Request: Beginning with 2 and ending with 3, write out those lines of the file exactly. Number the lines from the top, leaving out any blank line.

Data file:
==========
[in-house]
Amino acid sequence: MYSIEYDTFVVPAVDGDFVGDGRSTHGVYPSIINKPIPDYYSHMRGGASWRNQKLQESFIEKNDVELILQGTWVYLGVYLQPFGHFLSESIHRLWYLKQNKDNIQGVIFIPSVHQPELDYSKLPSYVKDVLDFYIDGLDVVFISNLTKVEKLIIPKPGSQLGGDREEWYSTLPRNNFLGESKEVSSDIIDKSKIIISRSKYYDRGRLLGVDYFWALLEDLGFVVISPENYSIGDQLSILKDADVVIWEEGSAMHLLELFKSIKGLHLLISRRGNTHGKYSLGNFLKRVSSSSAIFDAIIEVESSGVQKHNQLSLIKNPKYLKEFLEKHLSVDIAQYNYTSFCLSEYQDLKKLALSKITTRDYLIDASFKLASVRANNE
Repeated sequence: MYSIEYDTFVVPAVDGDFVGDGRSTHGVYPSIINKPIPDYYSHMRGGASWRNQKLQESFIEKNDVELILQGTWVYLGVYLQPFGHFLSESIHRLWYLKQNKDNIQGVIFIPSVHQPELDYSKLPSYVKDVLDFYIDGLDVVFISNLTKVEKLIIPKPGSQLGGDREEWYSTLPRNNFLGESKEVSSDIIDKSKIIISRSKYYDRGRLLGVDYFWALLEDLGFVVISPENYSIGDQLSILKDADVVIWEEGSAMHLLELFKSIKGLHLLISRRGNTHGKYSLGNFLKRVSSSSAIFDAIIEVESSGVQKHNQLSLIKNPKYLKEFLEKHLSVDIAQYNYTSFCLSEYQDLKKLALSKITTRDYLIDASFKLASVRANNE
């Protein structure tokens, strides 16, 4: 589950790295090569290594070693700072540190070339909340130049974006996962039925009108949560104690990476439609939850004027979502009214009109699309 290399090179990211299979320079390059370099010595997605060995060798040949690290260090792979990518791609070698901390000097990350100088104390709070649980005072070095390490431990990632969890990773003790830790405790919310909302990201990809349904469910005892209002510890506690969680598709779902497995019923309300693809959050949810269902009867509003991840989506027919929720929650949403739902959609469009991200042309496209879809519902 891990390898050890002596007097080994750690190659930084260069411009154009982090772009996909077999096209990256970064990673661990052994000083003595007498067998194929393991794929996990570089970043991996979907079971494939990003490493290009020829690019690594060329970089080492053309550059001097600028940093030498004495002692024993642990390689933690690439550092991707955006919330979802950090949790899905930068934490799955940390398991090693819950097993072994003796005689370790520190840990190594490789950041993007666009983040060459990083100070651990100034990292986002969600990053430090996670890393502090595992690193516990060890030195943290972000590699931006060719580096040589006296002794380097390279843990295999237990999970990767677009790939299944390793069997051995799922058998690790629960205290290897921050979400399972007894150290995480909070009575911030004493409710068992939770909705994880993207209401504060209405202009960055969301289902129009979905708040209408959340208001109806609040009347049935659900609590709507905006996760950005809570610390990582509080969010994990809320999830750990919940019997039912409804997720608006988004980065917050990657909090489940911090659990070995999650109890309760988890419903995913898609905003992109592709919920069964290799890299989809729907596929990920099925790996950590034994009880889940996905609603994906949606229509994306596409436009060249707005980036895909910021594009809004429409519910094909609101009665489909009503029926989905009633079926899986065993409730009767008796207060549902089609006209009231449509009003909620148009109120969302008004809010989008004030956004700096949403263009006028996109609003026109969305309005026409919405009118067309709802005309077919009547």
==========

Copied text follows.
Amino acid sequence: MYSIEYDTFVVPAVDGDFVGDGRSTHGVYPSIINKPIPDYYSHMRGGASWRNQKLQESFIEKNDVELILQGTWVYLGVYLQPFGHFLSESIHRLWYLKQNKDNIQGVIFIPSVHQPELDYSKLPSYVKDVLDFYIDGLDVVFISNLTKVEKLIIPKPGSQLGGDREEWYSTLPRNNFLGESKEVSSDIIDKSKIIISRSKYYDRGRLLGVDYFWALLEDLGFVVISPENYSIGDQLSILKDADVVIWEEGSAMHLLELFKSIKGLHLLISRRGNTHGKYSLGNFLKRVSSSSAIFDAIIEVESSGVQKHNQLSLIKNPKYLKEFLEKHLSVDIAQYNYTSFCLSEYQDLKKLALSKITTRDYLIDASFKLASVRANNE
Repeated sequence: MYSIEYDTFVVPAVDGDFVGDGRSTHGVYPSIINKPIPDYYSHMRGGASWRNQKLQESFIEKNDVELILQGTWVYLGVYLQPFGHFLSESIHRLWYLKQNKDNIQGVIFIPSVHQPELDYSKLPSYVKDVLDFYIDGLDVVFISNLTKVEKLIIPKPGSQLGGDREEWYSTLPRNNFLGESKEVSSDIIDKSKIIISRSKYYDRGRLLGVDYFWALLEDLGFVVISPENYSIGDQLSILKDADVVIWEEGSAMHLLELFKSIKGLHLLISRRGNTHGKYSLGNFLKRVSSSSAIFDAIIEVESSGVQKHNQLSLIKNPKYLKEFLEKHLSVDIAQYNYTSFCLSEYQDLKKLALSKITTRDYLIDASFKLASVRANNE